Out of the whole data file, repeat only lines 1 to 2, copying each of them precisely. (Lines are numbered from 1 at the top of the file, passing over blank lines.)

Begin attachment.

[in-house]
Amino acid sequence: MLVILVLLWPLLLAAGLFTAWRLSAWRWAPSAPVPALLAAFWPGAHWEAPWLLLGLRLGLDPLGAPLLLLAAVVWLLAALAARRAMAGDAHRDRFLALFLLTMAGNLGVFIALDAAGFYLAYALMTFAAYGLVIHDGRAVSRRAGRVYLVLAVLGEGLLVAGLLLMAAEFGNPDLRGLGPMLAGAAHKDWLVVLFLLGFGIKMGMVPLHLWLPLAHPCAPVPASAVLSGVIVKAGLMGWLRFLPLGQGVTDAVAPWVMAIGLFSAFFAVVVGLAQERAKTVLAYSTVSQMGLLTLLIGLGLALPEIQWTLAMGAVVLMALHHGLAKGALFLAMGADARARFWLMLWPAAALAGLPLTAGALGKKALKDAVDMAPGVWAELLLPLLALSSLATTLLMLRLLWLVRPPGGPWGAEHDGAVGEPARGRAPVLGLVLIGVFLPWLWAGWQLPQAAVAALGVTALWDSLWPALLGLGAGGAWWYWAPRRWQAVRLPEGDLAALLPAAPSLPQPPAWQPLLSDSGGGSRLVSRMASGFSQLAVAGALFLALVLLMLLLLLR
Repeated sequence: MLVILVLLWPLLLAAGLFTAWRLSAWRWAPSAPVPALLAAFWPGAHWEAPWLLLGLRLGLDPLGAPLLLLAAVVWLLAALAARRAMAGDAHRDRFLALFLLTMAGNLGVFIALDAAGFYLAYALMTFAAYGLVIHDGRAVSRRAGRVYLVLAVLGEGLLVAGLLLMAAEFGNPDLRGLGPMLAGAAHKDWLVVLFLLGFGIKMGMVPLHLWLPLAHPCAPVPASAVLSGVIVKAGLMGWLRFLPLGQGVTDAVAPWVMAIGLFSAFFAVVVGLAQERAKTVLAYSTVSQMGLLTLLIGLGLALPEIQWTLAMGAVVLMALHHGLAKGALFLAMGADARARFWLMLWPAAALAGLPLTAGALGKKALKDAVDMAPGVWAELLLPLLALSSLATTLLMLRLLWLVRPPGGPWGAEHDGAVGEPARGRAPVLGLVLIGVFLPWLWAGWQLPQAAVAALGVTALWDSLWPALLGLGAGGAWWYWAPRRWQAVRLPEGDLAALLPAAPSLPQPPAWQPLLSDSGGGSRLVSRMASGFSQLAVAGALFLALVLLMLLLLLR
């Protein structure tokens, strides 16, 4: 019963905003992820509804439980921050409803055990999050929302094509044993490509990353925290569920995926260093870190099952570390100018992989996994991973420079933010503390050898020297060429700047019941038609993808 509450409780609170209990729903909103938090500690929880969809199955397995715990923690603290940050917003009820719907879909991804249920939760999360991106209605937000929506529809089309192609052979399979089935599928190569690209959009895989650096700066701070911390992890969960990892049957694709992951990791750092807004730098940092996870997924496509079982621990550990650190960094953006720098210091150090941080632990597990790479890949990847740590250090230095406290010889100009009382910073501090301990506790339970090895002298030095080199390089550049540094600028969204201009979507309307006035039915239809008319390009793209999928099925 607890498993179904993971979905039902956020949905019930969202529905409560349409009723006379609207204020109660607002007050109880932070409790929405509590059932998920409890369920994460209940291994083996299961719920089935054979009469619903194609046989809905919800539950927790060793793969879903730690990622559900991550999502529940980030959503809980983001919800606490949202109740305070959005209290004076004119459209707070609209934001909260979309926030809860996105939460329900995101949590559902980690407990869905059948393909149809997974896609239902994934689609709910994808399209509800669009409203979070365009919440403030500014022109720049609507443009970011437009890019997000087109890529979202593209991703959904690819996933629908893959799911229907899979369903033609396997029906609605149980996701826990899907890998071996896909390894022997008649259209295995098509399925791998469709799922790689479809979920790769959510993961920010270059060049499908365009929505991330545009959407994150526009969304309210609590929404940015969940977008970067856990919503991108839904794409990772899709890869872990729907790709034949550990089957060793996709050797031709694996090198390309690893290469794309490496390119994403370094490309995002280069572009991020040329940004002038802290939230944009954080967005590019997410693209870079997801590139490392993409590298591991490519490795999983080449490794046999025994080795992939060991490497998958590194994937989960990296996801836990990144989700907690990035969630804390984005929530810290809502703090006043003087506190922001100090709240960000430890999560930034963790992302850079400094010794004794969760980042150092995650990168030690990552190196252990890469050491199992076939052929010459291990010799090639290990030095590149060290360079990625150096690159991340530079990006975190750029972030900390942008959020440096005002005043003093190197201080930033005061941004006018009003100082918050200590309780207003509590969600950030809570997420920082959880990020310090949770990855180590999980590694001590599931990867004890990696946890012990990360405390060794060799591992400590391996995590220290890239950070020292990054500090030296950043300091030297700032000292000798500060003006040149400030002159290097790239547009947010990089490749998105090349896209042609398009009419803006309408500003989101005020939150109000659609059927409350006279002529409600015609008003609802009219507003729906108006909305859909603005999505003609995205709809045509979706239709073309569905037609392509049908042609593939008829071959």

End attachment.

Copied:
[in-house]
Amino acid sequence: MLVILVLLWPLLLAAGLFTAWRLSAWRWAPSAPVPALLAAFWPGAHWEAPWLLLGLRLGLDPLGAPLLLLAAVVWLLAALAARRAMAGDAHRDRFLALFLLTMAGNLGVFIALDAAGFYLAYALMTFAAYGLVIHDGRAVSRRAGRVYLVLAVLGEGLLVAGLLLMAAEFGNPDLRGLGPMLAGAAHKDWLVVLFLLGFGIKMGMVPLHLWLPLAHPCAPVPASAVLSGVIVKAGLMGWLRFLPLGQGVTDAVAPWVMAIGLFSAFFAVVVGLAQERAKTVLAYSTVSQMGLLTLLIGLGLALPEIQWTLAMGAVVLMALHHGLAKGALFLAMGADARARFWLMLWPAAALAGLPLTAGALGKKALKDAVDMAPGVWAELLLPLLALSSLATTLLMLRLLWLVRPPGGPWGAEHDGAVGEPARGRAPVLGLVLIGVFLPWLWAGWQLPQAAVAALGVTALWDSLWPALLGLGAGGAWWYWAPRRWQAVRLPEGDLAALLPAAPSLPQPPAWQPLLSDSGGGSRLVSRMASGFSQLAVAGALFLALVLLMLLLLLR